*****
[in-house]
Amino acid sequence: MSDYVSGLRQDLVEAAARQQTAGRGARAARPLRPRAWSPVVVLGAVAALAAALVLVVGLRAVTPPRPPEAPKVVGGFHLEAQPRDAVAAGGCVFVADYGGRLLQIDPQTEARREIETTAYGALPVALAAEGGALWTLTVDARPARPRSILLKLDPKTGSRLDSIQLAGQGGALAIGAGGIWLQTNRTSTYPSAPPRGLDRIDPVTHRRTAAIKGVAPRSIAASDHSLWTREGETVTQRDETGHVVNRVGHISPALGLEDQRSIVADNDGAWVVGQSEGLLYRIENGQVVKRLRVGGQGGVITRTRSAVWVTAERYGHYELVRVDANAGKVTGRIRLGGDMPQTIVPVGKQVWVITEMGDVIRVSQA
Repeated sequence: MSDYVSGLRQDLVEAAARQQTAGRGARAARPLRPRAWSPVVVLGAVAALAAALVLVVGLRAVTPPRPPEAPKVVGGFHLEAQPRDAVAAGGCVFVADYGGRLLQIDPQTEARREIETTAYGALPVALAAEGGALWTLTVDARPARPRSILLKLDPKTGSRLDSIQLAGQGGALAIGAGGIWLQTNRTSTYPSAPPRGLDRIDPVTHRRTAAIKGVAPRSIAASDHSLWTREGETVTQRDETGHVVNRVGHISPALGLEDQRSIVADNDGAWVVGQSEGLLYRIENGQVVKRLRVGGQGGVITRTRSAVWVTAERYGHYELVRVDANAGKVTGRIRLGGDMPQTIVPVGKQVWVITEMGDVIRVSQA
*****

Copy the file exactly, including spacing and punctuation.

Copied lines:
[in-house]
Amino acid sequence: MSDYVSGLRQDLVEAAARQQTAGRGARAARPLRPRAWSPVVVLGAVAALAAALVLVVGLRAVTPPRPPEAPKVVGGFHLEAQPRDAVAAGGCVFVADYGGRLLQIDPQTEARREIETTAYGALPVALAAEGGALWTLTVDARPARPRSILLKLDPKTGSRLDSIQLAGQGGALAIGAGGIWLQTNRTSTYPSAPPRGLDRIDPVTHRRTAAIKGVAPRSIAASDHSLWTREGETVTQRDETGHVVNRVGHISPALGLEDQRSIVADNDGAWVVGQSEGLLYRIENGQVVKRLRVGGQGGVITRTRSAVWVTAERYGHYELVRVDANAGKVTGRIRLGGDMPQTIVPVGKQVWVITEMGDVIRVSQA
Repeated sequence: MSDYVSGLRQDLVEAAARQQTAGRGARAARPLRPRAWSPVVVLGAVAALAAALVLVVGLRAVTPPRPPEAPKVVGGFHLEAQPRDAVAAGGCVFVADYGGRLLQIDPQTEARREIETTAYGALPVALAAEGGALWTLTVDARPARPRSILLKLDPKTGSRLDSIQLAGQGGALAIGAGGIWLQTNRTSTYPSAPPRGLDRIDPVTHRRTAAIKGVAPRSIAASDHSLWTREGETVTQRDETGHVVNRVGHISPALGLEDQRSIVADNDGAWVVGQSEGLLYRIENGQVVKRLRVGGQGGVITRTRSAVWVTAERYGHYELVRVDANAGKVTGRIRLGGDMPQTIVPVGKQVWVITEMGDVIRVSQA